When the time came to expand Seattle's convention center, sustainability was at the forefront of the building’s stunning design
At 1.5 million square feet, the Seattle Convention Center Addition nearly doubles the venue’s capacity. Known as Summit, the 15-story facility introduces 62 new meeting rooms, a 58,000-square-foot ballroom, flex space with an outdoor terrace, and a 248,000-square-foot exhibit hall. The building's striking glass curtainwall façade frames views of Puget Sound and the surrounding cityscape.
One of Summit’s most unique features is its high-rise, vertical stack design, instead of a sprawling layout typical of convention centers. Vertical stacking reduced the project’s impact on the landscape and connected the venue with the city’s dense population.
Summit’s interior incorporates sustainably sourced, recyclable, and recycled materials to reduce the impact of material transport involved in the project. The ballroom ceiling features more than 3,000 wormwood planks from old log booms and driftwood from the Puget Sound. Clark and joint venture partner Lease Crutcher Lewis sent reclaimed wood from a building that previously occupied the site to a mill in Oregon to repurpose throughout the building. The project team also used plant-based acoustic ceiling tiles with 71% recycled content, bio-based fabric panels, and paints with low volatile organic compounds.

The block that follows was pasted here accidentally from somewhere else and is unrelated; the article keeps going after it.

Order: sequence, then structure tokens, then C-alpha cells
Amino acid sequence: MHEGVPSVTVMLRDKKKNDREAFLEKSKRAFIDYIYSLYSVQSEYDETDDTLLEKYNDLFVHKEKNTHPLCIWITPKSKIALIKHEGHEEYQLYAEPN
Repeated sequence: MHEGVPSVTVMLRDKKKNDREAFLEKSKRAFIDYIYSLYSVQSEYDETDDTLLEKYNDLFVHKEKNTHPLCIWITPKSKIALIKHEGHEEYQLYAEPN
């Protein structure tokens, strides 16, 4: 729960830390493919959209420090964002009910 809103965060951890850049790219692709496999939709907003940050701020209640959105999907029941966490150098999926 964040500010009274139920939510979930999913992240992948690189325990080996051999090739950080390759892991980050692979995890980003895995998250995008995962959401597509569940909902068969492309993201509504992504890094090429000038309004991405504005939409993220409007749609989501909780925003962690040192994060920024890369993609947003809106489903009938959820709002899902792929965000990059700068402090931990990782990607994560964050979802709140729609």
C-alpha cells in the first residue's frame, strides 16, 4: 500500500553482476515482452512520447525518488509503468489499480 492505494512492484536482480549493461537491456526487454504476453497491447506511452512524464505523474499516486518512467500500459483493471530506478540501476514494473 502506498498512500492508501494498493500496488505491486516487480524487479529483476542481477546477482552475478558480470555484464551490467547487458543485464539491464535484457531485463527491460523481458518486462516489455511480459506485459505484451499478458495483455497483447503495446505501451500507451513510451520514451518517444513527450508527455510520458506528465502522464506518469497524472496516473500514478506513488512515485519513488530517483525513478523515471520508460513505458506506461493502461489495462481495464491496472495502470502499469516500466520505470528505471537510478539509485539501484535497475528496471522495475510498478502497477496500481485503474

Summit uses a recycled rainwater system to reduce landscaping, irrigation, and bathroom water consumption by 50%. Two tanks sit within the loading dock’s spiral ramp: a 220,000-gallon tank collects stormwater and sends it through filtration before storing it in a 180,000-gallon tank. Design partner ARUP worked closely with the project team to identify the location for these tanks, cleverly repurposing otherwise vacant space within the building to minimize its overall footprint.
Sustainable techniques are also used to moderate the temperature of the building and surrounding areas. Solar energy heats areas through the building’s glass envelope, and a 14,000-square-foot rooftop garden terrace reduces the urban heat island effect with heat-absorbing plants and light-colored surfaces. The garden also serves as a public gathering space, featuring a patio and family-style tables under hanging lights.
One of the project team’s most significant challenges was meticulous tracking to ensure each material met LEED requirements for the massive structure. Summit is designed to meet LEED Gold certification, but as construction progressed, the client realized Platinum certification was in reach. The team carefully met every criterion for LEED Gold certification, ensuring the client could easily reach Platinum status in the future if they decide to add more green features.